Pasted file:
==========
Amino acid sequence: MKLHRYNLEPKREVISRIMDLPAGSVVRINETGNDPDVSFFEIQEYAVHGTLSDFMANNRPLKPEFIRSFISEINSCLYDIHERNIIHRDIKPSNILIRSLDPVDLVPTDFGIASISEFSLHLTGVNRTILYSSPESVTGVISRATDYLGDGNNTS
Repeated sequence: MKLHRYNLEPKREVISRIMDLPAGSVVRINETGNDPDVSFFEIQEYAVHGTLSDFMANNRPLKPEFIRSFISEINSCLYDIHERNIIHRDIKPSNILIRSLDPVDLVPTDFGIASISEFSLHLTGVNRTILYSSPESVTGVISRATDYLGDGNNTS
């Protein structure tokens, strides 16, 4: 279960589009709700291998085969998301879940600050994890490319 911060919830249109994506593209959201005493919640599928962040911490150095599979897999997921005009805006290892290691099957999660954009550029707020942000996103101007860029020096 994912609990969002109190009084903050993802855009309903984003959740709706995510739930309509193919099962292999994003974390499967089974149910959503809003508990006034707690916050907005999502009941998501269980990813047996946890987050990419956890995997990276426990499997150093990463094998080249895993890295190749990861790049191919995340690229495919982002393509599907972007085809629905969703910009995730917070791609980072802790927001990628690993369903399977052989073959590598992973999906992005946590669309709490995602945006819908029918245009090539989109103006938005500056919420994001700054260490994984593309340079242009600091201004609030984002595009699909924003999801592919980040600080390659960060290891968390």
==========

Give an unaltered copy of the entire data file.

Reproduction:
Amino acid sequence: MKLHRYNLEPKREVISRIMDLPAGSVVRINETGNDPDVSFFEIQEYAVHGTLSDFMANNRPLKPEFIRSFISEINSCLYDIHERNIIHRDIKPSNILIRSLDPVDLVPTDFGIASISEFSLHLTGVNRTILYSSPESVTGVISRATDYLGDGNNTS
Repeated sequence: MKLHRYNLEPKREVISRIMDLPAGSVVRINETGNDPDVSFFEIQEYAVHGTLSDFMANNRPLKPEFIRSFISEINSCLYDIHERNIIHRDIKPSNILIRSLDPVDLVPTDFGIASISEFSLHLTGVNRTILYSSPESVTGVISRATDYLGDGNNTS
């Protein structure tokens, strides 16, 4: 279960589009709700291998085969998301879940600050994890490319 911060919830249109994506593209959201005493919640599928962040911490150095599979897999997921005009805006290892290691099957999660954009550029707020942000996103101007860029020096 994912609990969002109190009084903050993802855009309903984003959740709706995510739930309509193919099962292999994003974390499967089974149910959503809003508990006034707690916050907005999502009941998501269980990813047996946890987050990419956890995997990276426990499997150093990463094998080249895993890295190749990861790049191919995340690229495919982002393509599907972007085809629905969703910009995730917070791609980072802790927001990628690993369903399977052989073959590598992973999906992005946590669309709490995602945006819908029918245009090539989109103006938005500056919420994001700054260490994984593309340079242009600091201004609030984002595009699909924003999801592919980040600080390659960060290891968390």